1994 Arctic Ocean Section
surface and increasing to 34‰ at depth. In general,
the thicker ice had greater salinities near the bottom.
Examination of the crystalline structure revealed
that 89% of the total ice sampled consisted of colum-
nar ice. Of the remainder, 9% consisted of granular
or frazil ice, and 2% contained platey ice, large platelet-
type ice that may have been associated with freezing
of under-ice melt ponds as suggested by Jeffries et al.
(1995). Much of the granular ice was associated with
previously deformed ice, identified by inclined colum-
nar crystals in adjacent sections typical of tilted blocks.
Surveys of snow depth were obtained at all ice sam-
pling stations. South of 80 in the western Arctic, the ice appeared to be snow
salinity profiles for
covered, with very few bare ice spots visible. Close inspection of the snow
the same core from
cover characteristics revealed very large grains, close to 1 cm in diameter. We
the North Pole.
believe this indicates thermally deteriorated ice, rather than snow. Survey meas-
urements showed mean depths of 613 cm of the deteriorated ice. Between
80 and 82N metamorphosed corn snow was evident. In this region, mean
depths ranged from 10 to 15 cm. From 83 to 86N depths of the old corn
snow decreased to 68 cm. North of 86 and into the eastern Arctic, new snow
Ice core thickness
was present, generally covering the old coarse snow, and the combined depths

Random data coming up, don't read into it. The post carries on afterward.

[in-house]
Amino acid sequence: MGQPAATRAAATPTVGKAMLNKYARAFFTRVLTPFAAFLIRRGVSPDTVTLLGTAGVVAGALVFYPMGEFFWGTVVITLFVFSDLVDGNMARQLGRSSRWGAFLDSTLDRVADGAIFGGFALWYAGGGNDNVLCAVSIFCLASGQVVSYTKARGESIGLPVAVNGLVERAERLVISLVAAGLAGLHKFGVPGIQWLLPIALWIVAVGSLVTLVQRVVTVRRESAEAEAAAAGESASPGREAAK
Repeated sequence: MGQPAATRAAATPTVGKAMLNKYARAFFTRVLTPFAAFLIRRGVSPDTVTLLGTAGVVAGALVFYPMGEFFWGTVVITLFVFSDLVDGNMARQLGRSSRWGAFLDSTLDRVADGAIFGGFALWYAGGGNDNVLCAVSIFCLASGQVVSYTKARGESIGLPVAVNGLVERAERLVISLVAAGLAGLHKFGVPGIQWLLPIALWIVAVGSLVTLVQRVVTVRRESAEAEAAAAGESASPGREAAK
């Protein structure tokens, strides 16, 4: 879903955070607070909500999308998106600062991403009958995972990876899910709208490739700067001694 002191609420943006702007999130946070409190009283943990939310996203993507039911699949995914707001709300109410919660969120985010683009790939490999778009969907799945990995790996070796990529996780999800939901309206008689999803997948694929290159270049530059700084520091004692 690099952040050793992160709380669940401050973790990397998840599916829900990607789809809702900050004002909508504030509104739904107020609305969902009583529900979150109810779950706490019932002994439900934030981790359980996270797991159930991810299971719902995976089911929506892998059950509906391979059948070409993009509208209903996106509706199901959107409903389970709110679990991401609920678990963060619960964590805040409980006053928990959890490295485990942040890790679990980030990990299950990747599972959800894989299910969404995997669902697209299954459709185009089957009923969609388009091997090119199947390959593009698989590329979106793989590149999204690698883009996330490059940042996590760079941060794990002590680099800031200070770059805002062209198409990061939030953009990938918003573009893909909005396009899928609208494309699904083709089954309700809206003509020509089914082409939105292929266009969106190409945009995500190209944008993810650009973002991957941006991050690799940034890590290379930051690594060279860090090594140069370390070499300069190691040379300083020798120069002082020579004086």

and mean snow
were 615 cm. At all sites north of 80, snow depths were variable, usually 0
depth versus lati-
5 cm on flat thin ice and up to 46 cm on the flanks of pressure ridges. North
tude during AOS-94.
of 85 it appeared that the melt season was complete, and the depth of the
The straight line is
the best-fit linear
regression. aged snow may represent the minimum for the 1994 ablation season.
Melt ponds in the Chukchi and southern Beau-
fort Seas were numerous, but farther north the ponds
began to freeze and eventually became snow covered.
Image analysis of aerial photographs obtained from
helicopter surveys allowed quantitative estimates of
the melt pond fraction. On 31 July at 76N the total
pond fraction was 12% and the lead fraction was
6%. On 13 August at 86N the open pond fraction
was 3%, yet 10% consisted of identifiable frozen
ponds with a 2- to 5-cm ice cover. The lead fraction
had increased to 11%. At 88N on 18 August no
open ponds were identified in the photographs, but
an areal fraction of 3% frozen ponds was evident.
The open water fraction remained at 11%. Measured
melt pond depths ranged from 20 to 60 cm. Six of
the 19 ponds sampled were saline and highly strati-
fied, with near zero salinity at the surface to 30‰ at
the bottom of the ponds. Saline ponds, though ap-